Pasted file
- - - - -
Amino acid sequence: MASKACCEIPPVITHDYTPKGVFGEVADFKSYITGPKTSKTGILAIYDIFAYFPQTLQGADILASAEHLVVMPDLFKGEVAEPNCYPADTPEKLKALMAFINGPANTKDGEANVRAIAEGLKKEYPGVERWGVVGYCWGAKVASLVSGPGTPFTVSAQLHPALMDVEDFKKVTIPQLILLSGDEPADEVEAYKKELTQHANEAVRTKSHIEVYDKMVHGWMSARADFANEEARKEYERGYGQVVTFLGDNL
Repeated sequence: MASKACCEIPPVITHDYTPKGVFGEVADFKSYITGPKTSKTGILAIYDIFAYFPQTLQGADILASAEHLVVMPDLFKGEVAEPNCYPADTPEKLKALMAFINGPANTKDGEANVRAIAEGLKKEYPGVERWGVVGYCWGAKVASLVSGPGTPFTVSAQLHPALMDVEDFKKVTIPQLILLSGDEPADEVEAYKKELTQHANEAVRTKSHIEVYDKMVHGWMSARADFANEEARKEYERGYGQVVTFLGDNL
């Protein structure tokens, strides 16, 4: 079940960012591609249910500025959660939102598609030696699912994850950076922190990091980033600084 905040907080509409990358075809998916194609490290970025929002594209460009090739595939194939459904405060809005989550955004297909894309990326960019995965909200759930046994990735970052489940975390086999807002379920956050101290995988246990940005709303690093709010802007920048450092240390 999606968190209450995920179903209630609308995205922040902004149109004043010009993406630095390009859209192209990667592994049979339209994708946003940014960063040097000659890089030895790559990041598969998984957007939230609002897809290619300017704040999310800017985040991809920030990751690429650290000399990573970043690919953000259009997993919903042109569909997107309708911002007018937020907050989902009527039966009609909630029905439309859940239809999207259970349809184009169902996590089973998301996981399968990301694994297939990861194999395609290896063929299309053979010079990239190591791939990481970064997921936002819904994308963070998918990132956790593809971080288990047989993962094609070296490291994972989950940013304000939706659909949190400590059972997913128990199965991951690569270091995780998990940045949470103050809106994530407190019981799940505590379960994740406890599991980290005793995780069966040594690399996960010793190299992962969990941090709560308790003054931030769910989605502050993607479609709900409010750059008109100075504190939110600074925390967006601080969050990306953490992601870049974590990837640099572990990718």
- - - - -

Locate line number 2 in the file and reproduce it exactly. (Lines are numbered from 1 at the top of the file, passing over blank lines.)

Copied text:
Repeated sequence: MASKACCEIPPVITHDYTPKGVFGEVADFKSYITGPKTSKTGILAIYDIFAYFPQTLQGADILASAEHLVVMPDLFKGEVAEPNCYPADTPEKLKALMAFINGPANTKDGEANVRAIAEGLKKEYPGVERWGVVGYCWGAKVASLVSGPGTPFTVSAQLHPALMDVEDFKKVTIPQLILLSGDEPADEVEAYKKELTQHANEAVRTKSHIEVYDKMVHGWMSARADFANEEARKEYERGYGQVVTFLGDNL